Orion the Bald Eagle
Orion, a male bald eagle, arrived at Cedar Run on March 13, 2000. He came by airplane from another rehab center in Wyoming where he was nursed back to health after colliding with high-tension wires. Orion has no flight and limited use of his right wing. He is also blind in right eye.
We held a naming contest for the eagle when he arrived at Cedar Run. In Greek mythology Orion was a hunter who rose into the heavens to become a constellation, a fitting name for our feathered "star".
Orion resides in a spacious aviary on our lakeshore with a pool and waterfall. He now shares this enclosure with Halley, a non-releasable female, who arrived March 5, 2005. When visitors approach the aviary, both eagles may call out with several shrill, high pitched squeaks and cackles.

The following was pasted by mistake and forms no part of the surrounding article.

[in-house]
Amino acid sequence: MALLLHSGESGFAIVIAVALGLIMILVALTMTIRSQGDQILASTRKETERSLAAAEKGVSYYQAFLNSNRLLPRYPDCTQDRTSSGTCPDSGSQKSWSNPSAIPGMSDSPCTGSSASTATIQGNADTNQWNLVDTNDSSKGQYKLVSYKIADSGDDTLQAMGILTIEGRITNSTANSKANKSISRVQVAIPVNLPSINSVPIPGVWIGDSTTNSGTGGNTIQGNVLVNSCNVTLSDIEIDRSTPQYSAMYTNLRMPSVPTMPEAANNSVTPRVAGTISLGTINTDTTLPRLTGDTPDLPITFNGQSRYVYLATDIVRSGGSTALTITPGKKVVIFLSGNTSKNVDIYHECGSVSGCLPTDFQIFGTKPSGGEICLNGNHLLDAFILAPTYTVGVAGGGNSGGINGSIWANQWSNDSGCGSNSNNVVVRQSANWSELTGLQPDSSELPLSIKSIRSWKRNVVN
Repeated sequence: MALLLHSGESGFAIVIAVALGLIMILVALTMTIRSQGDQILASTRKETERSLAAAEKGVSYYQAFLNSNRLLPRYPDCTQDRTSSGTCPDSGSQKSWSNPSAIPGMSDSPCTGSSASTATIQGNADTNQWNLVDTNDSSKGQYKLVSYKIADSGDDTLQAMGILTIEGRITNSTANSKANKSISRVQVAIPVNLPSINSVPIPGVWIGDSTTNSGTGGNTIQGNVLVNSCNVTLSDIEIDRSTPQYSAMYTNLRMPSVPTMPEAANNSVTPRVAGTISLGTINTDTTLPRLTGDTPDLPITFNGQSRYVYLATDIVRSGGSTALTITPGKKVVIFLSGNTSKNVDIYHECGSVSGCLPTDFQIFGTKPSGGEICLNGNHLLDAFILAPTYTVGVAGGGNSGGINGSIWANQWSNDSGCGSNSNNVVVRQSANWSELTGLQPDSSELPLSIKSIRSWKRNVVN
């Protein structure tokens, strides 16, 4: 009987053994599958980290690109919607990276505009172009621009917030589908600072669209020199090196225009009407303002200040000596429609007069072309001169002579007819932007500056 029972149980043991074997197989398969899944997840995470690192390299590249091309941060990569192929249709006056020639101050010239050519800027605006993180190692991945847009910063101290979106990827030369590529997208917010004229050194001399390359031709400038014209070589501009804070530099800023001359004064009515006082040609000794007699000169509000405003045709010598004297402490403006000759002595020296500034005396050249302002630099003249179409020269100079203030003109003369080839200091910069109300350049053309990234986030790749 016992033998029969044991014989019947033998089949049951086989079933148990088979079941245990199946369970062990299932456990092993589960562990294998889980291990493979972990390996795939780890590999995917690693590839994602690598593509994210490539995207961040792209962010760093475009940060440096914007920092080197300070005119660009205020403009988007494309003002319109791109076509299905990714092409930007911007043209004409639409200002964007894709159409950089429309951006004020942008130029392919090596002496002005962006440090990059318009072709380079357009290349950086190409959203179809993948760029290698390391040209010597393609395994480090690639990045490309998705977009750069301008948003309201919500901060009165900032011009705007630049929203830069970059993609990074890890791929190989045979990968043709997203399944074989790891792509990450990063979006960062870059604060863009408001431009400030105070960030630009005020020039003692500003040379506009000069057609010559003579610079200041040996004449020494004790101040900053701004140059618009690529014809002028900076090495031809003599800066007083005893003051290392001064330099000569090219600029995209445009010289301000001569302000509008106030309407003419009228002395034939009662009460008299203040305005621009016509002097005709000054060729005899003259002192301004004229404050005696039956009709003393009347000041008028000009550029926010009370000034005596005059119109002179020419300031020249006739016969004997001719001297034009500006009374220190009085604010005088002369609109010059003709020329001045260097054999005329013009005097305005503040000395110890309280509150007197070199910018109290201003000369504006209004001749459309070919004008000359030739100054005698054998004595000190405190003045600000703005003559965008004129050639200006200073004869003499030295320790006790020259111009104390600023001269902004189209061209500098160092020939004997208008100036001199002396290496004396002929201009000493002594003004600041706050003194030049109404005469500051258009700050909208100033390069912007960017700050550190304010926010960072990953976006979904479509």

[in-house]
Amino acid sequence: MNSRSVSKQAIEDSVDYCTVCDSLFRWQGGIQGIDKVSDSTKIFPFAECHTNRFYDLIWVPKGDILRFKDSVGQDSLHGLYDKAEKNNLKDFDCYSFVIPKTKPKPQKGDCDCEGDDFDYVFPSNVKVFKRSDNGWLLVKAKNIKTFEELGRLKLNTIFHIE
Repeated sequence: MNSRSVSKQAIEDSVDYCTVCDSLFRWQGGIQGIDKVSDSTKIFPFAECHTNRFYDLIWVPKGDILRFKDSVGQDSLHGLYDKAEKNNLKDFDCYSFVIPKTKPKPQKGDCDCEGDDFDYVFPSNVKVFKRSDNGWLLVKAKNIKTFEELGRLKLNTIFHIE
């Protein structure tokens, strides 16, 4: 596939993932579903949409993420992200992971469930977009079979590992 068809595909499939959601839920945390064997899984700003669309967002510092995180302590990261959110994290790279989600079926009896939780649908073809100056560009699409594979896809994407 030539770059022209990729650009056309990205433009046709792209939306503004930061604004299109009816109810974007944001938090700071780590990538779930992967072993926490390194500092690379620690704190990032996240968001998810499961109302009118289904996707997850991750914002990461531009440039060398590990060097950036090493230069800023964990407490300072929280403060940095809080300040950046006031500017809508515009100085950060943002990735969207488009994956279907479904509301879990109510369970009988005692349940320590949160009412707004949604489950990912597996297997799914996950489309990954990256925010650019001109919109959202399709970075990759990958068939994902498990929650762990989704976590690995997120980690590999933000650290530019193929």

Bald Eagle Facts
- Found only in North America, from Florida to Alaska (where 80% reside)
- Endangered species in New Jersey, but numbers are steadily increasing
Only one pair remained in 1982; 71 pairs raised 118 chicks in 2011
Lives away from humans near large bodies of open water such as lakes, marshes, seacoasts and rivers, with tall trees nearby
- Often migrates in winter from northern areas to the south where open water for fishing is available, many winter in New Jersey
- Belongs to a group of birds known as raptors, or birds of prey
- Is diurnal (active in the daytime)
- Catches and kills prey with long sharp powerful talons
- Feeds primarily on fish, but also eats ducks, muskrats, rabbits, snakes, and other small animals, as well as carrion (dead animals)
- Very sharp eyesight, can see fish in the water from several hundred feet in the air.
- Mates for life, but will take a new partner if mate dies
- Builds a huge nest in the tallest available tree, adding to it year after year
- Parents share nest duties and continue to feed their young for 15 to 18 weeks
- Takes a young eagle five years for its brown head and tail feathers to grow in completely white
- Lives up to 30 years in the wild, 40 or more in captivity
Links to more facts about bald eagles